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How do Credit Card Balance Transfers Work - CCCU

 Wednesday, May 26    CCCU
How do Credit Card Balance Transfers Work - CCCU

How do Credit Card Balance Transfers Work?


Credit cards can be useful tools, and they're an important aspect of your overall financial wellness. However, while some lines of credit offer spending rewards, carrying high balances is usually considered "bad" debt. The interest rates are often high, and consumer debt doesn't typically benefit your finances in the long run. (Examples of "good" debt include home loans, student loans, and business loans.)
 
Ideally, you want to be paying down your balances quickly and with as little interest as possible. This is where credit card balance transfers come in. If you're interested in this debt consolidation option, our Portland credit union is here to assist. Here's a detailed rundown on balance transfers, including how to figure out if it's the best choice.
 

What to know about balance transfer credit cards


Balance transfer credit cards are used to roll multiple high-interest accounts into a single low-interest balance. The idea is to have only one monthly payment and minimize the amount of interest you pay. All that said, you'll need to carefully assess the fine print, including information about the introductory period and a balance transfer fee.
 

Introductory period

A balance transfer credit card will typically have a low or 0% interest rate for an introductory period (sometimes called a grace period or a promotional period). Intro periods generally range from 90 days to 18 months, after which you can expect the APR (annual percentage rate) to increase.
 
Credit unions like CCCU often offer credit cards with lower-than-average interest rates, even after the promotional period. Having said that, you can expect the interest rate on most other credit cards to spike significantly after the intro period.
 
For this reason, it's in your best interest—pun intended—to pay off the entire balance within the grace period. That way, you'll pay as little as possible and potentially even $0 in interest after rolling your credit card balances onto the new card.


Balance transfer fees

Depending on the lender, you might be charged a balance transfer fee. This is usually somewhere between 3% to 5% of the total transfer amount, which can add up. However, many banks (including CCCU) offer 0% balance transfers so long as they're completed within a specified timeframe.
 

How balance transfers work

As long as you have a clear idea of the interest rate, introductory period, and any associated fees, the process is relatively simple. Once you open a balance transfer credit card, there are a few ways to actually complete the transfer (or transfers).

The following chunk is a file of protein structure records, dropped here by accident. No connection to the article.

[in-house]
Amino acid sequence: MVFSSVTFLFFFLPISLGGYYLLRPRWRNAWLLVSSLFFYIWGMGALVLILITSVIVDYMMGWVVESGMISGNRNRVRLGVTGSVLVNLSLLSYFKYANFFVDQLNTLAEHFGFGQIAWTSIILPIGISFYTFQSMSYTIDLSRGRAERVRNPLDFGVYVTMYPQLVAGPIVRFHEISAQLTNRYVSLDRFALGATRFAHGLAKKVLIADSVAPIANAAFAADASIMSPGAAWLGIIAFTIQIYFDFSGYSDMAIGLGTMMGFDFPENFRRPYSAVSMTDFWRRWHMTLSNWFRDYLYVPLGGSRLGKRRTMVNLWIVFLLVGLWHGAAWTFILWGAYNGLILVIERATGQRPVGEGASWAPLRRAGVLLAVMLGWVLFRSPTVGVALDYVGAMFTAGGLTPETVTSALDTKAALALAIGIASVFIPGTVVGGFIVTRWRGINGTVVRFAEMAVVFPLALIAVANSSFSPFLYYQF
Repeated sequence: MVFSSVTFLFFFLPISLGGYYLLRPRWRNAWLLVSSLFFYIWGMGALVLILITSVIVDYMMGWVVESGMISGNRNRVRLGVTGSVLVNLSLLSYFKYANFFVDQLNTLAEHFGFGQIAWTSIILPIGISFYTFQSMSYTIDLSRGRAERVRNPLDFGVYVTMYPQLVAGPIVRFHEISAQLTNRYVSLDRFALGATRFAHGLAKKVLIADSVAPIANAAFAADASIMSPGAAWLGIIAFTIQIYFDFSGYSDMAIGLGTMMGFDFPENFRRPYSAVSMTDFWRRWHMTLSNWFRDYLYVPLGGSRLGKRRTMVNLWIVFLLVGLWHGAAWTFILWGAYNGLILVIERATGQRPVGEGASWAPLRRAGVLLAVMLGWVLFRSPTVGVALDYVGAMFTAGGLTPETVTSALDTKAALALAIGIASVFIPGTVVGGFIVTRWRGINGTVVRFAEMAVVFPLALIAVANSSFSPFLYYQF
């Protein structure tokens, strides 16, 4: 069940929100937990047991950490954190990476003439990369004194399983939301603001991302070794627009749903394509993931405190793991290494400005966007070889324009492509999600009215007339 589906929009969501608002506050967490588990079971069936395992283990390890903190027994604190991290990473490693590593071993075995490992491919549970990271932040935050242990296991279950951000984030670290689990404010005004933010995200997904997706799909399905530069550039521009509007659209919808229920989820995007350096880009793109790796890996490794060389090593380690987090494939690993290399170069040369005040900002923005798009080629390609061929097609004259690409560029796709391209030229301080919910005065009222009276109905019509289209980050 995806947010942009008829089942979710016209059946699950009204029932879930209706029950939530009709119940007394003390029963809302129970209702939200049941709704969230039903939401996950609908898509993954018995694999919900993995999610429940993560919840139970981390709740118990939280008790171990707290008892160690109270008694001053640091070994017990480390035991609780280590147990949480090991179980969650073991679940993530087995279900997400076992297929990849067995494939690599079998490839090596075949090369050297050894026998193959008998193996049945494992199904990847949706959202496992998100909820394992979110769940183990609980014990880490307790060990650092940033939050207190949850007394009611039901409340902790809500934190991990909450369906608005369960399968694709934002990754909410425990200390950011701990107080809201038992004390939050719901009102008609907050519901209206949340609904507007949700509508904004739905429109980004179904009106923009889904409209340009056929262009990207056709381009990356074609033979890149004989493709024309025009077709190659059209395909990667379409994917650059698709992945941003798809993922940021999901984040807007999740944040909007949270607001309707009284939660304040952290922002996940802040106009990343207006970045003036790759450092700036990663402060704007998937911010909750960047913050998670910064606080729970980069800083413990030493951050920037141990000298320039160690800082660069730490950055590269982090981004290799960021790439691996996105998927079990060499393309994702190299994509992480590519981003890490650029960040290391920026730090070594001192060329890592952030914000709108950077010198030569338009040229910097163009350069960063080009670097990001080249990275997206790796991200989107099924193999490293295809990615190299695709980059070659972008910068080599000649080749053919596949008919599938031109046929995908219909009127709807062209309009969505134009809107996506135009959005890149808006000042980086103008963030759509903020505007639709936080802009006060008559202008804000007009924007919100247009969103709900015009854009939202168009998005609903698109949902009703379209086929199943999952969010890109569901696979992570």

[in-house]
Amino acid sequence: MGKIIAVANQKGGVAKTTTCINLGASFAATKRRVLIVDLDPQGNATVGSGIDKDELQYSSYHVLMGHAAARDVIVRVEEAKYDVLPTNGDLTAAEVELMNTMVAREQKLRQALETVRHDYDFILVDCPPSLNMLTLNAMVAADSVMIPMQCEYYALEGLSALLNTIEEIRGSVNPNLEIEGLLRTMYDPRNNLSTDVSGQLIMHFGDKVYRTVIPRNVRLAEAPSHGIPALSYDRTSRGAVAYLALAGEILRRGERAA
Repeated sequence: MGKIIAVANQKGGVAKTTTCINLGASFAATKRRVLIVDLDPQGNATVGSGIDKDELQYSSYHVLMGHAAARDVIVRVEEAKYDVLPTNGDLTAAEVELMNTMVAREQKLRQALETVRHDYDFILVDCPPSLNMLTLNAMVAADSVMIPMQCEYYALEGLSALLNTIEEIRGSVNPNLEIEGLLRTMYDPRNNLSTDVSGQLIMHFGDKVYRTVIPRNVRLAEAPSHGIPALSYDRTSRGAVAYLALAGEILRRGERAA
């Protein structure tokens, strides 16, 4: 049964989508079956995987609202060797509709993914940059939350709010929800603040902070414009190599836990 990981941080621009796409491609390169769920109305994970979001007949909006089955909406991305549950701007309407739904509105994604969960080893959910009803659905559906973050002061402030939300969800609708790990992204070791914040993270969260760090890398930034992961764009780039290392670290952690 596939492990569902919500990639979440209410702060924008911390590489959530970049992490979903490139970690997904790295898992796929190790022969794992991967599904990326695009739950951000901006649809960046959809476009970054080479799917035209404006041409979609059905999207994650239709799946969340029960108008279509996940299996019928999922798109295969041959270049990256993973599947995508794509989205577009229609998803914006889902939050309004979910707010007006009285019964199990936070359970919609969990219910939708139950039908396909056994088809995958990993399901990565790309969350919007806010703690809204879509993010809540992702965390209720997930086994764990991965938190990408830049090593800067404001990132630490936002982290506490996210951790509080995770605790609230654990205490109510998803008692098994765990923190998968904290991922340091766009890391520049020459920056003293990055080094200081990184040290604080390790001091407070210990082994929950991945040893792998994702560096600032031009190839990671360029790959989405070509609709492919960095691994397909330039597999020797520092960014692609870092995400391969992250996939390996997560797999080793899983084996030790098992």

Online balance transfers

In some cases, you can transfer your existing credit card balances online. This is less common for security reasons, but it might be possible if the new card is with the same lender as your other cards.
 

Over-the-phone balance transfers

You should be able to complete your transfers over the phone. In this case, you'd call the credit union, bank, or credit card company for your new card and give them the account information for the cards you wish to consolidate. They'll take your info and arrange for the transfer. The process usually takes anywhere from a couple of days to a few weeks.
 

Balance-transfer checks

Some card issuers offer balance-transfer checks for the amount to be paid off. You'd make the check (or checks) out to your existing credit card company (or companies). Then you'd only be responsible for paying off the balance on the new card.
 

Should you consolidate your debt with a credit card balance transfer?

Bear in mind a balance transfer credit card is not a get-out-of-debt-free card—you still have to be diligent about making payments. It can also be helpful to know how your credit score comes into play and how to make the most of the grace period.

Your credit score

Opening a new credit card can make your credit score dip temporarily. This is because 15% of your score is based on the average age of your credit accounts.
 
On the other hand, consolidating your debt into one card would show that your existing accounts are paid in full. Plus, the money you save on interest can help you pay off your new balance quicker, which would give your credit score a boost.
 

Making the most of the grace period

After transferring your balances, you'll be responsible for making at least the minimum monthly payments on your new credit card. While there's nothing wrong with paying only the minimum amount due, you'll most likely owe a substantial balance after the introductory period.
 
The remaining balance will be subject to a higher interest rate, which you really want to avoid. Your best bet is to pay off the entire balance during the grace period to avoid paying more interest on our credit card debt.

0% balance transfer cards from our Portland credit union

The best balance transfer cards have very low or 0% interest for the introductory period, like the Visa credit cards from Consolidated Community Credit Union in Portland. As long as you transfer your balances within 90 days of opening the account, we don't charge any transfer fees. Plus, you can get a 0% APR for the first 12 months.
 
Apply for a credit card from CCCU today or get in touch with us to learn more about debt consolidation.


 


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